The latest report from Taiwanese industry analyst Trendforce includes some great news about the iPhone 13’s rumored battery life compared to the weak performance of the current generation, but also has encouraging words about the supposed pricing of Apple’s upcoming handsets.
“As for retail prices, the iPhone 13 series is expected to remain similar to the iPhone 12 series assuming Apple is able to effectively control manufacturing costs, since the latest models do not come with significant hardware upgrades,” the report reads.
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“Similar” tends to be interchangeable with “identical” in these kinds of predictions, because companies favor round numbers, and the jump involved to the next tier up would probably no longer be describable as “similar.” So for the moment, let’s assume that’s the case: that would give the following pricing:
|iPhone 13 mini||$699||$749||$849||N/A|
|iPhone 13 Pro||N/A||$999||$1,099||$1,299|
|iPhone 13 Pro Max||N/A||$1,099||$1,199||$1,399|
What’s perhaps more interesting about these numbers, if they turn out to be accurate, is what the static pricing could do to the existing iPhones on sale. Apple couldn’t very well continue to sell the iPhone 12 at its current price if the iPhone 13 eclipses it, so we should expect a cut there. If the current iPhone 11 pricing is the benchmark, we can hopefully expect to see the iPhone 12 start at $599. That, in turn, could have a knock-on effect, and make the iPhone 11 take the iPhone XR’s current $499 price.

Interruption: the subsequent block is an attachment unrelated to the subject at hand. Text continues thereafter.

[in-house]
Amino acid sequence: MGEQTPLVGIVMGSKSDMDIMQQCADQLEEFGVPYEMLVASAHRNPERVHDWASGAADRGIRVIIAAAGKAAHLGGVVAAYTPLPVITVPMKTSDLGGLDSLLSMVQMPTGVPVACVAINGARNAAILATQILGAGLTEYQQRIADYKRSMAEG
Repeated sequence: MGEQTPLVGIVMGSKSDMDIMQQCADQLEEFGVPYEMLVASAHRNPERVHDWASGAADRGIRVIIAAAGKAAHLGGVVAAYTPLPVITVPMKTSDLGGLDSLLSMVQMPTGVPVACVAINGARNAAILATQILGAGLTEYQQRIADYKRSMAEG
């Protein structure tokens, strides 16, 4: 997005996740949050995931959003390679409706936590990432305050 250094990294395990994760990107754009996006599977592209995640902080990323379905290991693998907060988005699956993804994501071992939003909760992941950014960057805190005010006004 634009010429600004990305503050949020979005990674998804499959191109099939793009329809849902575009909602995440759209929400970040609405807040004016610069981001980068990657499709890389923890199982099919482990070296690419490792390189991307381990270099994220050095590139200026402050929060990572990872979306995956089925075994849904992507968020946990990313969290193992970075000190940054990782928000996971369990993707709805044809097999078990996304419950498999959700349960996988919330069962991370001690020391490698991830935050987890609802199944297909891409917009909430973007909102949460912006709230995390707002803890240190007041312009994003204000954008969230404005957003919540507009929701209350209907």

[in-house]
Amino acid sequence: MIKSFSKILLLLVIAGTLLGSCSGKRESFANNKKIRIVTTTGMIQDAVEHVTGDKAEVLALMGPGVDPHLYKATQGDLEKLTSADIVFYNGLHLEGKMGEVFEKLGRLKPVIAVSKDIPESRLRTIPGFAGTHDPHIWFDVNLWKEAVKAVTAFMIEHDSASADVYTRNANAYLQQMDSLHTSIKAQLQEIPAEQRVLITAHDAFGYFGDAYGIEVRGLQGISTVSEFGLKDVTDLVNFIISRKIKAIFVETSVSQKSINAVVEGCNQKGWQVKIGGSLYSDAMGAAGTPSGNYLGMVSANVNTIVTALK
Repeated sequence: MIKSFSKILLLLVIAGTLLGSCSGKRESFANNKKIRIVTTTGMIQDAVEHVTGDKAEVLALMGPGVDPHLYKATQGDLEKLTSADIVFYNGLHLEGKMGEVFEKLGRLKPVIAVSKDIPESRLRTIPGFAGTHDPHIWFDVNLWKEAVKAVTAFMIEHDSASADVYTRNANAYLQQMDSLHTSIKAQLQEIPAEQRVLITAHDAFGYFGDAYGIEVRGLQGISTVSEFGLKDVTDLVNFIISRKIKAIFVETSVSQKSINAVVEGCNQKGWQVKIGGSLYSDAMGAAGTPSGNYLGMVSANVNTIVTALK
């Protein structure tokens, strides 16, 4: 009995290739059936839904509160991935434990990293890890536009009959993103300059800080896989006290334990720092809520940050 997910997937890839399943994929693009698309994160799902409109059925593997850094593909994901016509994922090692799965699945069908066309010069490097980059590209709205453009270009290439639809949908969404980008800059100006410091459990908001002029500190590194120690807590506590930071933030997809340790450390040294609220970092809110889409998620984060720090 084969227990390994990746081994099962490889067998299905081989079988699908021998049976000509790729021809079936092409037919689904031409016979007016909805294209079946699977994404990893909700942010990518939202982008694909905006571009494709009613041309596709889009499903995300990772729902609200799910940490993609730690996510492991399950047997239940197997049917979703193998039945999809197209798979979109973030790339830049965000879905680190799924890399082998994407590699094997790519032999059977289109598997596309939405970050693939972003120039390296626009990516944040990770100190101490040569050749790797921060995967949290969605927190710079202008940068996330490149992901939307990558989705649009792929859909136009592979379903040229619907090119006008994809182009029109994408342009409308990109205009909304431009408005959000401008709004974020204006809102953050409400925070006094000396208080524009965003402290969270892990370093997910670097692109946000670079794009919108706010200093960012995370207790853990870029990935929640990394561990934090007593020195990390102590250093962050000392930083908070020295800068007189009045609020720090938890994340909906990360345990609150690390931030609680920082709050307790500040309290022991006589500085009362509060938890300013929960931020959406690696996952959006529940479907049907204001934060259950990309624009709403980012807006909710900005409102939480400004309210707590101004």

There is plenty of speculation here, but it may all be moot anyway: if the ongoing global chip shortage impacts Apple in the same way every other company is being hit, then stock shortages may mean a field day for scalpers. We’ve already seen eBay vendors take advantage of weak PS5 stock with enormous markups, and the iPhone 13 could suffer the same fate, regardless of Apple’s intended pricing.
The company has previously told investors that there would be “supply constraints during the September quarter” that would “primarily impact iPhone and iPad.”
That said, Apple has a certain insulation against such external factors on account of building its own chips, with Tim Cook stating that the aforementioned supply constraints were largely for “legacy nodes” rather than the company’s own silicon.
This reassurance was given before a gas contamination hit Apple’s production line, of course. Whether or not this particular incident seriously affected Apple’s output — and the indications are that it didn't — it is a timely reminder that making your own chips may solve one problem, but leaves you vulnerable to a whole set of others.
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